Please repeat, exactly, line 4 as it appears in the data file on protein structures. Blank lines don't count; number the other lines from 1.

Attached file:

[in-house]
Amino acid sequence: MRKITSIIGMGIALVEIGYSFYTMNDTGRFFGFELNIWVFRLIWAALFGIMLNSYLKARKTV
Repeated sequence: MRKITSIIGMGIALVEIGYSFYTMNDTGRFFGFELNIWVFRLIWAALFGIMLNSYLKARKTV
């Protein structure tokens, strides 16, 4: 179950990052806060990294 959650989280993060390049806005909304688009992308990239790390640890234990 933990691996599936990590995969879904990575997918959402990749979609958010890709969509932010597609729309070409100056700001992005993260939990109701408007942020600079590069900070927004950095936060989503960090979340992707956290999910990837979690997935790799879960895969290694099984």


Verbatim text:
């Protein structure tokens, strides 16, 4: 179950990052806060990294 959650989280993060390049806005909304688009992308990239790390640890234990 933990691996599936990590995969879904990575997918959402990749979609958010890709969509932010597609729309070409100056700001992005993260939990109701408007942020600079590069900070927004950095936060989503960090979340992707956290999910990837979690997935790799879960895969290694099984």